Bank of Ireland eyes more job cuts but vows to stick to union agreements

CEO Francesca McDonagh says bank will adhere to existing restructuring arrangement

Analysts at Investec  have estimated that the bank may cut its workforce by 15-20 per cent, equating to up to 2,200 employees, by the end of 2021

Analysts at Investec have estimated that the bank may cut its workforce by 15-20 per cent, equating to up to 2,200 employees, by the end of 2021

 

Bank of Ireland’s chief executive Francesca McDonagh has committed in a meeting with Financial Services Union (FSU) officials to sticking to an existing restructuring arrangement, as analysts estimate that the group will cut more than 2,000 jobs over the next three years.

The FSU has advised its members in Bank of Ireland that Ms McDonagh, group chief executive for the past 14 months, pledged to adhere to the so-called change management agreement, dating from 2012, which commits to voluntary severance, redeployment and protection of terms and conditions of employment should restructuring be necessary.

“We have no doubt that roles will change over the coming years – banking is changing greatly,” said Gareth Murphy, the FSU’s acting general-secretary. “We agreed that much more focus needs to be placed on long-term job security through re-skilling and training before restructures would even be required.”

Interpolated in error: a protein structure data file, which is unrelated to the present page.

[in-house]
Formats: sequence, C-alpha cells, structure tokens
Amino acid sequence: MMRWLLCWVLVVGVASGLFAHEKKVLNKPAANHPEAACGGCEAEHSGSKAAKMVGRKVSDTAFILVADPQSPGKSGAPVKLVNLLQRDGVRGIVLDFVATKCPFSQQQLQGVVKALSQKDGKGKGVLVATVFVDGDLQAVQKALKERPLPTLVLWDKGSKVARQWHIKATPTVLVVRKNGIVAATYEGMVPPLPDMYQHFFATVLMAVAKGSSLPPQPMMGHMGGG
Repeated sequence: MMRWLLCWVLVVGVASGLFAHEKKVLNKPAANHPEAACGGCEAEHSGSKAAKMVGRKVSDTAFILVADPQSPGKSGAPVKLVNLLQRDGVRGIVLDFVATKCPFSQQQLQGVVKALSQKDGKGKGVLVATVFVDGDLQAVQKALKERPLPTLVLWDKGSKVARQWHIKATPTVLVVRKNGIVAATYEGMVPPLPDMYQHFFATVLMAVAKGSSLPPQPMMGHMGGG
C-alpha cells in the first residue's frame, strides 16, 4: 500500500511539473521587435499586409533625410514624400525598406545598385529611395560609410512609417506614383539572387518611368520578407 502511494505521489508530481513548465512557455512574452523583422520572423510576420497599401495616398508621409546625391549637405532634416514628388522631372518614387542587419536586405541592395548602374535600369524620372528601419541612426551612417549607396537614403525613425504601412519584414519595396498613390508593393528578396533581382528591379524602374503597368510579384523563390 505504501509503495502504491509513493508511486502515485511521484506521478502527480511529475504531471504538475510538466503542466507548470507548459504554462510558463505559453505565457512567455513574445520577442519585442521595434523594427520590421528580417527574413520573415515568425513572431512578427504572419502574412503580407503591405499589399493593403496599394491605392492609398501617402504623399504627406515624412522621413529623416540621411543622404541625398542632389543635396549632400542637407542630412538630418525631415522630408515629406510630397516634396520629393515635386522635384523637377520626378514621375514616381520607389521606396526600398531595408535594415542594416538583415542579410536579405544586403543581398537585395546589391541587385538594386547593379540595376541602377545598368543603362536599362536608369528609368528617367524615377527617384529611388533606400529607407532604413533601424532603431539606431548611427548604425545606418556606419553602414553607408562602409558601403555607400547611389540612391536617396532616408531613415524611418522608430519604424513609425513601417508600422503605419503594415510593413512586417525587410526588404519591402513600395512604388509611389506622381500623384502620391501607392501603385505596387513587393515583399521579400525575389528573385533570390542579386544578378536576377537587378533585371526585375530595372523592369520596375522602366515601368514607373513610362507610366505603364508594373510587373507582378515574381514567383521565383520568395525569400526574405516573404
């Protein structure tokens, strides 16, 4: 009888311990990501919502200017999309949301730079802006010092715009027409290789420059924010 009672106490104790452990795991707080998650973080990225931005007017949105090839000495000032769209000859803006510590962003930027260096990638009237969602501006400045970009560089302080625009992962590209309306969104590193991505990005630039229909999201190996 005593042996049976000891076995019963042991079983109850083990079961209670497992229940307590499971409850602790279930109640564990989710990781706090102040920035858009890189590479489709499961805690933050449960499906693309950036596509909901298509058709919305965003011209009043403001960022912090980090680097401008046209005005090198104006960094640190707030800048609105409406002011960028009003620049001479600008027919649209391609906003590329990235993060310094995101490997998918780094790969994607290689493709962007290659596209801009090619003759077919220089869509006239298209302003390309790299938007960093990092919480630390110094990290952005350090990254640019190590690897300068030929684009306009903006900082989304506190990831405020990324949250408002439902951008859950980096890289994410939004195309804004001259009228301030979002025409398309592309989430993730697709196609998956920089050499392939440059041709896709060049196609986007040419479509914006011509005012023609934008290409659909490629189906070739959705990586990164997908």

Ms McDonagh outlined last June that the bank was setting aside €250 million for restructuring, including redundancies, as she expanded the scope of the group’s ongoing information technology (IT) overhaul and transformation programme. The four-year programme is now expected to cost €1.4 billion, up from an estimate of €900 million when it was originally unveiled in 2016 by her predecessor, Richie Boucher.

Voluntary redundancies

The terms of the current agreement on voluntary redundancies provides for departing staff to receive three weeks’ pay, plus two weeks’ statutory entitlement, for every year of service, with total payoffs capped at two years’ salary per individual. It also contains early-retirement provisions.

Analysts at Investec in Dublin have estimated that the bank’s cost-cutting targets, also unveiled in June as part of a so-called capital markets day series of presentations to investors, suggest that the group, which had 10,892 employees at the end of 2017, may cut its workforce by 15-20 per cent, equating to up to 2,200, by the end of 2021.

The bank’s staff count has dropped by more than 30 per cent from 16,000 in 2008.

‘Fewer people’

Other analysts have estimated figures between 1,500 and 2,000, though the bank has consistently declined to comment, other than to say that it will have “fewer people in the future”.

A spokesman said: “Our sector, and how our customers bank, is changing and will continue to change into the future. We will manage this appropriately and closely with our people and with the FSU, as we have always managed change in the past.”

He added that the bank provides on an ongoing basis “support to colleagues for training, education and professional development, to ensure we have the appropriate mix of skills for customers banking into the future”.